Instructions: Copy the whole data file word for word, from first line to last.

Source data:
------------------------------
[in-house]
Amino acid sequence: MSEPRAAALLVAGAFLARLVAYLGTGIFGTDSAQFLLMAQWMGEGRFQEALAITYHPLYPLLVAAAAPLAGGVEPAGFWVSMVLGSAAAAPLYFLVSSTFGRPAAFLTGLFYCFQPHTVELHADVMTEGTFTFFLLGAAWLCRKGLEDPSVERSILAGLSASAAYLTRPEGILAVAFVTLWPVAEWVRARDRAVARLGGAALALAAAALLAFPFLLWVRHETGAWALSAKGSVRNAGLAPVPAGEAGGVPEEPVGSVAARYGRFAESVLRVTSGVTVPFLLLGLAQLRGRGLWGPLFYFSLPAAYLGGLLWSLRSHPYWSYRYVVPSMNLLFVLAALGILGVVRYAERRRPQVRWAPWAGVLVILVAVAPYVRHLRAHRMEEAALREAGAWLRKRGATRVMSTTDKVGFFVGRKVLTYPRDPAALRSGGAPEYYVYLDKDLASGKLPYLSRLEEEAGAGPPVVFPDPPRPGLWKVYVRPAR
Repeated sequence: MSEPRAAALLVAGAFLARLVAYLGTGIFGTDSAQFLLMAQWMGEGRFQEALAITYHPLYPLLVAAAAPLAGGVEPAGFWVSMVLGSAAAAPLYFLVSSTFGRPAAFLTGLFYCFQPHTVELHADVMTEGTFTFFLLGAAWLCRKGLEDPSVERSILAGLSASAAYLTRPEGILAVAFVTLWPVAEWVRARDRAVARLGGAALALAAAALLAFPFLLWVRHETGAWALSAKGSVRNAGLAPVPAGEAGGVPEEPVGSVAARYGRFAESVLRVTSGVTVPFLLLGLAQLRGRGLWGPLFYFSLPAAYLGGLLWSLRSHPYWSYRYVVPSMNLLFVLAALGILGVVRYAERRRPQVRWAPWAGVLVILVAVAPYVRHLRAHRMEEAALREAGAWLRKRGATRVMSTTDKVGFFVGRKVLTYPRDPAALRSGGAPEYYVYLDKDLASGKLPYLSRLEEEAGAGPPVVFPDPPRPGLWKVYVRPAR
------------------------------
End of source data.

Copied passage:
[in-house]
Amino acid sequence: MSEPRAAALLVAGAFLARLVAYLGTGIFGTDSAQFLLMAQWMGEGRFQEALAITYHPLYPLLVAAAAPLAGGVEPAGFWVSMVLGSAAAAPLYFLVSSTFGRPAAFLTGLFYCFQPHTVELHADVMTEGTFTFFLLGAAWLCRKGLEDPSVERSILAGLSASAAYLTRPEGILAVAFVTLWPVAEWVRARDRAVARLGGAALALAAAALLAFPFLLWVRHETGAWALSAKGSVRNAGLAPVPAGEAGGVPEEPVGSVAARYGRFAESVLRVTSGVTVPFLLLGLAQLRGRGLWGPLFYFSLPAAYLGGLLWSLRSHPYWSYRYVVPSMNLLFVLAALGILGVVRYAERRRPQVRWAPWAGVLVILVAVAPYVRHLRAHRMEEAALREAGAWLRKRGATRVMSTTDKVGFFVGRKVLTYPRDPAALRSGGAPEYYVYLDKDLASGKLPYLSRLEEEAGAGPPVVFPDPPRPGLWKVYVRPAR
Repeated sequence: MSEPRAAALLVAGAFLARLVAYLGTGIFGTDSAQFLLMAQWMGEGRFQEALAITYHPLYPLLVAAAAPLAGGVEPAGFWVSMVLGSAAAAPLYFLVSSTFGRPAAFLTGLFYCFQPHTVELHADVMTEGTFTFFLLGAAWLCRKGLEDPSVERSILAGLSASAAYLTRPEGILAVAFVTLWPVAEWVRARDRAVARLGGAALALAAAALLAFPFLLWVRHETGAWALSAKGSVRNAGLAPVPAGEAGGVPEEPVGSVAARYGRFAESVLRVTSGVTVPFLLLGLAQLRGRGLWGPLFYFSLPAAYLGGLLWSLRSHPYWSYRYVVPSMNLLFVLAALGILGVVRYAERRRPQVRWAPWAGVLVILVAVAPYVRHLRAHRMEEAALREAGAWLRKRGATRVMSTTDKVGFFVGRKVLTYPRDPAALRSGGAPEYYVYLDKDLASGKLPYLSRLEEEAGAGPPVVFPDPPRPGLWKVYVRPAR